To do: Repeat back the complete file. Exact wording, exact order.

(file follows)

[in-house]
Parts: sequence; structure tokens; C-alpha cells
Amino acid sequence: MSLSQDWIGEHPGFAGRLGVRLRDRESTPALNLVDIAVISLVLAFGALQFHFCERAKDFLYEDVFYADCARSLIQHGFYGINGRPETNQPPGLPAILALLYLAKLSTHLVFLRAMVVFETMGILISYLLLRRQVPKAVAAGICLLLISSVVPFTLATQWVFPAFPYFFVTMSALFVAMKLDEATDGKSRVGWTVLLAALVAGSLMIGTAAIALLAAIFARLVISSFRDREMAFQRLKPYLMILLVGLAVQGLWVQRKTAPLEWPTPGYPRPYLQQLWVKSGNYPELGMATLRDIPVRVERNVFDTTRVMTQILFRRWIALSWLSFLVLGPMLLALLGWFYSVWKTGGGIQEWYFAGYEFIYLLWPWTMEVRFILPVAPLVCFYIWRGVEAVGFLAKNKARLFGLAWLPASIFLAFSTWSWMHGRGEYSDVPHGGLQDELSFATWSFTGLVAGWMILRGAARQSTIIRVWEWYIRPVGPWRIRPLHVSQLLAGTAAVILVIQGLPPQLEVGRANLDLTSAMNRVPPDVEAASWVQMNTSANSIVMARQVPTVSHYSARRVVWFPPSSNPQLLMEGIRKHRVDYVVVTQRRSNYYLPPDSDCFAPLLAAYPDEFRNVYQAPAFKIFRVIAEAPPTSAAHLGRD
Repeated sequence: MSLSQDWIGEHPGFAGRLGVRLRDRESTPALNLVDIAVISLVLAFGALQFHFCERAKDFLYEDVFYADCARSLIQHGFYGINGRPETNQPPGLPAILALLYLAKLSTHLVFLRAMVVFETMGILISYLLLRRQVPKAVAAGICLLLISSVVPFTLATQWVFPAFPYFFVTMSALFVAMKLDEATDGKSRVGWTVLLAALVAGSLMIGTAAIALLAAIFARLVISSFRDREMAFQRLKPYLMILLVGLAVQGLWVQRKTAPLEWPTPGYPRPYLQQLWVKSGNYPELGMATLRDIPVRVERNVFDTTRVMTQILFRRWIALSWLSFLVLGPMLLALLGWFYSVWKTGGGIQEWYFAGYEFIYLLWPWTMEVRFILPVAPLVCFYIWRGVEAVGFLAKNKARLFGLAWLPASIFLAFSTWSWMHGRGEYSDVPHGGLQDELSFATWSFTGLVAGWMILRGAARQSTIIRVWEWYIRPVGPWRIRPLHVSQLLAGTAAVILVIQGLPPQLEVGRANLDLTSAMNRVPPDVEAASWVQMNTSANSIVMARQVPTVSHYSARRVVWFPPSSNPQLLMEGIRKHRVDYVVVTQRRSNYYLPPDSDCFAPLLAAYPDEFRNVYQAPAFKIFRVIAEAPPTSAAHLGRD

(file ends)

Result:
[in-house]
Parts: sequence; structure tokens; C-alpha cells
Amino acid sequence: MSLSQDWIGEHPGFAGRLGVRLRDRESTPALNLVDIAVISLVLAFGALQFHFCERAKDFLYEDVFYADCARSLIQHGFYGINGRPETNQPPGLPAILALLYLAKLSTHLVFLRAMVVFETMGILISYLLLRRQVPKAVAAGICLLLISSVVPFTLATQWVFPAFPYFFVTMSALFVAMKLDEATDGKSRVGWTVLLAALVAGSLMIGTAAIALLAAIFARLVISSFRDREMAFQRLKPYLMILLVGLAVQGLWVQRKTAPLEWPTPGYPRPYLQQLWVKSGNYPELGMATLRDIPVRVERNVFDTTRVMTQILFRRWIALSWLSFLVLGPMLLALLGWFYSVWKTGGGIQEWYFAGYEFIYLLWPWTMEVRFILPVAPLVCFYIWRGVEAVGFLAKNKARLFGLAWLPASIFLAFSTWSWMHGRGEYSDVPHGGLQDELSFATWSFTGLVAGWMILRGAARQSTIIRVWEWYIRPVGPWRIRPLHVSQLLAGTAAVILVIQGLPPQLEVGRANLDLTSAMNRVPPDVEAASWVQMNTSANSIVMARQVPTVSHYSARRVVWFPPSSNPQLLMEGIRKHRVDYVVVTQRRSNYYLPPDSDCFAPLLAAYPDEFRNVYQAPAFKIFRVIAEAPPTSAAHLGRD
Repeated sequence: MSLSQDWIGEHPGFAGRLGVRLRDRESTPALNLVDIAVISLVLAFGALQFHFCERAKDFLYEDVFYADCARSLIQHGFYGINGRPETNQPPGLPAILALLYLAKLSTHLVFLRAMVVFETMGILISYLLLRRQVPKAVAAGICLLLISSVVPFTLATQWVFPAFPYFFVTMSALFVAMKLDEATDGKSRVGWTVLLAALVAGSLMIGTAAIALLAAIFARLVISSFRDREMAFQRLKPYLMILLVGLAVQGLWVQRKTAPLEWPTPGYPRPYLQQLWVKSGNYPELGMATLRDIPVRVERNVFDTTRVMTQILFRRWIALSWLSFLVLGPMLLALLGWFYSVWKTGGGIQEWYFAGYEFIYLLWPWTMEVRFILPVAPLVCFYIWRGVEAVGFLAKNKARLFGLAWLPASIFLAFSTWSWMHGRGEYSDVPHGGLQDELSFATWSFTGLVAGWMILRGAARQSTIIRVWEWYIRPVGPWRIRPLHVSQLLAGTAAVILVIQGLPPQLEVGRANLDLTSAMNRVPPDVEAASWVQMNTSANSIVMARQVPTVSHYSARRVVWFPPSSNPQLLMEGIRKHRVDYVVVTQRRSNYYLPPDSDCFAPLLAAYPDEFRNVYQAPAFKIFRVIAEAPPTSAAHLGRD